Keyboard.exe - Should I be Worried?

I noticed in my Defense+ log that keyboard.exe tried to execute. Now it shows that it was in my download folder and I certainly didn’t explicitly download it.

Defense+ said it auto sandboxed it but I don’t recall seeing any Defense+ popups for it. I am concerned about the hooks it installed? Also Defense+ created a rule for it but execute was ask and everything else was block.

I searched my HDD for keyboard.exe and no instances were found. So I purged the rule Defense+ created for it.

Still concerned about the fact no popup was received and those hook installations plus the direct keyboard access message.

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what happens if you select more and show up more info on alerts displayed.

I think I tried that and it didn’t show anything. I will try later this afternoon when I get back from work.

I did some further checking, and this keyboard.exe occured very close to the time I did a reboot. So I am speculating that if Defense+ catches something during the boot process, no desktop alert would be given?

I also checked in System32 diirectory for those .dll files shown in my prior attached Defense+ log. I did not find any. However, it dawned on me that I might not have searched for all hidden files, etc. So I will also repeat the Search later this afternoon.

Oh, one other point. Saturday eve. when I was checking my AOL e-mail, I found what was an obvious phishing attempt. One of those, “you have a USPS Priority Mail Message” baloney. I didn’t open it, but I did right click on it to view it’s HTML code. I could see the virus code in the attachment. Wonder if I shot myself in the foot playing with that e-mail?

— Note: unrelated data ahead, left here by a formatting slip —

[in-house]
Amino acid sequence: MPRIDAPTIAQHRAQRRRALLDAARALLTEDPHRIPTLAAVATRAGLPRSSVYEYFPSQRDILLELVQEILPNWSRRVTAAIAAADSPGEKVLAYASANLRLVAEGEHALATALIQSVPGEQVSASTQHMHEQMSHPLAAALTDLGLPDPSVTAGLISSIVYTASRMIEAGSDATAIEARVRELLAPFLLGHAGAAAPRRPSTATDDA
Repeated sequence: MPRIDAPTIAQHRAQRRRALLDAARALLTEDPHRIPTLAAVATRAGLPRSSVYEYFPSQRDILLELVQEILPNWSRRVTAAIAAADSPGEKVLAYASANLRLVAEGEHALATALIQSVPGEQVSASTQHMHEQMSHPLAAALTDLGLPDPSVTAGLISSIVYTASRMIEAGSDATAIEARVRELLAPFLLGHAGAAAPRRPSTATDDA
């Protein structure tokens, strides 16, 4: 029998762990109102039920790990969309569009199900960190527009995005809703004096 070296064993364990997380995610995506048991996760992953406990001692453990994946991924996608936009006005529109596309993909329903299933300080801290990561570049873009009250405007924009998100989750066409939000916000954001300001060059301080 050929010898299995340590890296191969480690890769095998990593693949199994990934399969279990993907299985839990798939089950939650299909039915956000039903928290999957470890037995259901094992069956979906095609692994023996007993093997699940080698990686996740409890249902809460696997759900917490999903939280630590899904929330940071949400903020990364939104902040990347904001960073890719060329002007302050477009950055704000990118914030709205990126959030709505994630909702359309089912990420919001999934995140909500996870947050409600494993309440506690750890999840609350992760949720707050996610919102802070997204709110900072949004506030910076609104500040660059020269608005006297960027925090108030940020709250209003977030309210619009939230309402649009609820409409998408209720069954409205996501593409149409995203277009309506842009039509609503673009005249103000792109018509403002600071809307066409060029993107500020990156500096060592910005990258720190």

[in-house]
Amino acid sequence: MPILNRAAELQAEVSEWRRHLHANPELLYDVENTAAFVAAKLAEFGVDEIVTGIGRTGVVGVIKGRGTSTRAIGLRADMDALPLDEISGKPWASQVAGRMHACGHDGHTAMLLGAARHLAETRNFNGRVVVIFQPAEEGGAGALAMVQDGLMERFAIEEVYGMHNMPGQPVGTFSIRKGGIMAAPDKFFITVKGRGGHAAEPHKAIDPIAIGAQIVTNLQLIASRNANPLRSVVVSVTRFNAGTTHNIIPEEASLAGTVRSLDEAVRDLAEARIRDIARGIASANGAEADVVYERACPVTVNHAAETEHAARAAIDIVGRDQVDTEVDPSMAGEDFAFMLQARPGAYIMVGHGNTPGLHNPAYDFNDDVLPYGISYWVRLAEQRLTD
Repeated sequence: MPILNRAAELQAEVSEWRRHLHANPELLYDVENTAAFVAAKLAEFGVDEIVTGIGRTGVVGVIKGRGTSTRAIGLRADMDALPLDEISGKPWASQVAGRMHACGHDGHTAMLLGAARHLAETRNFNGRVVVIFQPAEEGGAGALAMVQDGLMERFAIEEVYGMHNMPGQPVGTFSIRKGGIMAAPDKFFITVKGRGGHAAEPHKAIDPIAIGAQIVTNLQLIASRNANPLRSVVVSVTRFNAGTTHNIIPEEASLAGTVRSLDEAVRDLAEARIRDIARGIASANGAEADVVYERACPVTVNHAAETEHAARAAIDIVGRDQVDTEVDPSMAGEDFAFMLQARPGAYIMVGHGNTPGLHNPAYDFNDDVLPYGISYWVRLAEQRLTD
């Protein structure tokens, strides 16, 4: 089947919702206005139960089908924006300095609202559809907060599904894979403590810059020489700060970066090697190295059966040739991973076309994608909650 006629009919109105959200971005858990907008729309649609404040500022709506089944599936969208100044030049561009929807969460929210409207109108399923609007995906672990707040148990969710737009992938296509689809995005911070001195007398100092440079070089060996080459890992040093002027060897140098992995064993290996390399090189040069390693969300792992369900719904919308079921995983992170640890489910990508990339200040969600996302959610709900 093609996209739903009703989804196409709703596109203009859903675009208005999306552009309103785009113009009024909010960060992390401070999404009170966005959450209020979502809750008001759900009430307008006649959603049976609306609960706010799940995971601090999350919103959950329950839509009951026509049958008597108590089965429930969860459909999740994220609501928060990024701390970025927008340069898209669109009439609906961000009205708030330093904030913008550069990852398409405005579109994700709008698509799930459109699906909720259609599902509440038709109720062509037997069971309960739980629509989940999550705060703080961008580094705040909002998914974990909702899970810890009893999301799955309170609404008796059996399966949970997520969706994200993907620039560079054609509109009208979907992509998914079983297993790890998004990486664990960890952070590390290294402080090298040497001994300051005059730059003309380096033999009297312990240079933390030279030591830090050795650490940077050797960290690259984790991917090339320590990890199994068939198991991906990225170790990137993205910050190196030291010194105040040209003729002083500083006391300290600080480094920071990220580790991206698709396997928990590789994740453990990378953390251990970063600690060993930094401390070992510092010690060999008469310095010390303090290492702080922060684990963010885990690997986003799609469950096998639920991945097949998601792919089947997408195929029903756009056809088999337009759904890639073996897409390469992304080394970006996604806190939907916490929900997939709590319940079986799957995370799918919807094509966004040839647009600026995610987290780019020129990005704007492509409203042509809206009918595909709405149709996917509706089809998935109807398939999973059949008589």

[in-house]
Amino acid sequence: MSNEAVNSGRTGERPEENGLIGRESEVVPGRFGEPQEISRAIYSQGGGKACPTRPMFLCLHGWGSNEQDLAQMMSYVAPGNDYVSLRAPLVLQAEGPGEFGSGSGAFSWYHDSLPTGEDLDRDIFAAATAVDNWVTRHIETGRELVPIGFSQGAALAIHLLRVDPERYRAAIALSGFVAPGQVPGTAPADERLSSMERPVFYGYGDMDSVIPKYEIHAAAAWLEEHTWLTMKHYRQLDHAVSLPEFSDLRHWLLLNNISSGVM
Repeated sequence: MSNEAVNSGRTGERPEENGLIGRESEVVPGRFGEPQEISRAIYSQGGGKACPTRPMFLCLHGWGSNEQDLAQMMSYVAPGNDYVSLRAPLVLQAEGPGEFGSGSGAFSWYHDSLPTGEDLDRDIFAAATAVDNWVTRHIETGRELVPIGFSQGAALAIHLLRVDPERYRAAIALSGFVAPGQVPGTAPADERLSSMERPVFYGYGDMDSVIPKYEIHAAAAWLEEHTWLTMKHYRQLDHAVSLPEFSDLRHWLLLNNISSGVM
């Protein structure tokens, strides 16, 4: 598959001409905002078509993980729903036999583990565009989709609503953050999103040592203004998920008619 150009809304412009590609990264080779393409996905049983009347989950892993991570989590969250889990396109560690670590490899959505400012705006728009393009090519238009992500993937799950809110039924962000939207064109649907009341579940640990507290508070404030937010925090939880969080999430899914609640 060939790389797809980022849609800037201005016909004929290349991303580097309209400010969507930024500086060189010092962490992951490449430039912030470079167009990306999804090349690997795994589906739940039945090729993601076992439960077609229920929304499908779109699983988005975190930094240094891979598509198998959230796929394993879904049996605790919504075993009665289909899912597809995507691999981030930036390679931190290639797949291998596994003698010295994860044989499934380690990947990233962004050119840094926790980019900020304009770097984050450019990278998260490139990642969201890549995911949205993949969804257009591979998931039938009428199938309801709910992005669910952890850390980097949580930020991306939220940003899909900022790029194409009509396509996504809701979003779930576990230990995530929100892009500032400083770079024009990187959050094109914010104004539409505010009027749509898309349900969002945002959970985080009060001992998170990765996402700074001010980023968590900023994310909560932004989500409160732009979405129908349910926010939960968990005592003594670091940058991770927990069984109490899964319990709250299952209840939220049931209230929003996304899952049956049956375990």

For what it’s worth, keyboard.exe is not a native Windows 7 file. The on screen keyboard is called osk.exe and is found in Windows \system32. Dwmapi.dll is the Desktop Windows Manager api, and is a library used by many applications that interact with the desktop environment.

what happens if you select more and show up more info on alerts displayed.

Yes, “More” showed that access to dwmapi.dll was denied. Question is did Comodo deny it or DEP?

It appears to me that keyboard.exe did run in the sandbox with limited privleges. There was a Defense+ policy rule created of “ask” created for it. Does Comodo create Defense+ policy rules for sandboxed items?

So was “limited” trust level adequate for this intrusion?

D+ did deny it. When files get sandboxed there are also a couple of D+ restrictions put upon those files. Installing a Global Hook is one of them. When you don’t answer the alert D+ will deny the action; that is the Default Deny principle.